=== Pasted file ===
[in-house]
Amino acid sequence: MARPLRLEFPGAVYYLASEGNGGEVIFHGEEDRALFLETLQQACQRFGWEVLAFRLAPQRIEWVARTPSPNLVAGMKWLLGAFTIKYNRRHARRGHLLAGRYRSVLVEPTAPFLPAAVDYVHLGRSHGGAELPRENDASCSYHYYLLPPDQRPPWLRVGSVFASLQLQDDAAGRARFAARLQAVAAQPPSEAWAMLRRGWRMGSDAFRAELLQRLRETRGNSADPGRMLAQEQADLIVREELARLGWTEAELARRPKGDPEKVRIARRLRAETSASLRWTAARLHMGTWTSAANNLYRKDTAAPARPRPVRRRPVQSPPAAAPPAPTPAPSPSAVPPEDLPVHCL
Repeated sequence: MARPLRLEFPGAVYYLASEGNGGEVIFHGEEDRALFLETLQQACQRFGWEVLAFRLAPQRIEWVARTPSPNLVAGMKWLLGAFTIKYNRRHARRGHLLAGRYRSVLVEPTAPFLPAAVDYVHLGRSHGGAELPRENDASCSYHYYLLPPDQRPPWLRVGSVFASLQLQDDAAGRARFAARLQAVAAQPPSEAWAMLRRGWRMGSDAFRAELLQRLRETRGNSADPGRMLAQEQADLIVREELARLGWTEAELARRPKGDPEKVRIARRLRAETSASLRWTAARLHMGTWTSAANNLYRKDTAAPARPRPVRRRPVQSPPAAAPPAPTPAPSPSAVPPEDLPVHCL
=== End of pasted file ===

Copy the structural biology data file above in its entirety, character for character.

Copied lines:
[in-house]
Amino acid sequence: MARPLRLEFPGAVYYLASEGNGGEVIFHGEEDRALFLETLQQACQRFGWEVLAFRLAPQRIEWVARTPSPNLVAGMKWLLGAFTIKYNRRHARRGHLLAGRYRSVLVEPTAPFLPAAVDYVHLGRSHGGAELPRENDASCSYHYYLLPPDQRPPWLRVGSVFASLQLQDDAAGRARFAARLQAVAAQPPSEAWAMLRRGWRMGSDAFRAELLQRLRETRGNSADPGRMLAQEQADLIVREELARLGWTEAELARRPKGDPEKVRIARRLRAETSASLRWTAARLHMGTWTSAANNLYRKDTAAPARPRPVRRRPVQSPPAAAPPAPTPAPSPSAVPPEDLPVHCL
Repeated sequence: MARPLRLEFPGAVYYLASEGNGGEVIFHGEEDRALFLETLQQACQRFGWEVLAFRLAPQRIEWVARTPSPNLVAGMKWLLGAFTIKYNRRHARRGHLLAGRYRSVLVEPTAPFLPAAVDYVHLGRSHGGAELPRENDASCSYHYYLLPPDQRPPWLRVGSVFASLQLQDDAAGRARFAARLQAVAAQPPSEAWAMLRRGWRMGSDAFRAELLQRLRETRGNSADPGRMLAQEQADLIVREELARLGWTEAELARRPKGDPEKVRIARRLRAETSASLRWTAARLHMGTWTSAANNLYRKDTAAPARPRPVRRRPVQSPPAAAPPAPTPAPSPSAVPPEDLPVHCL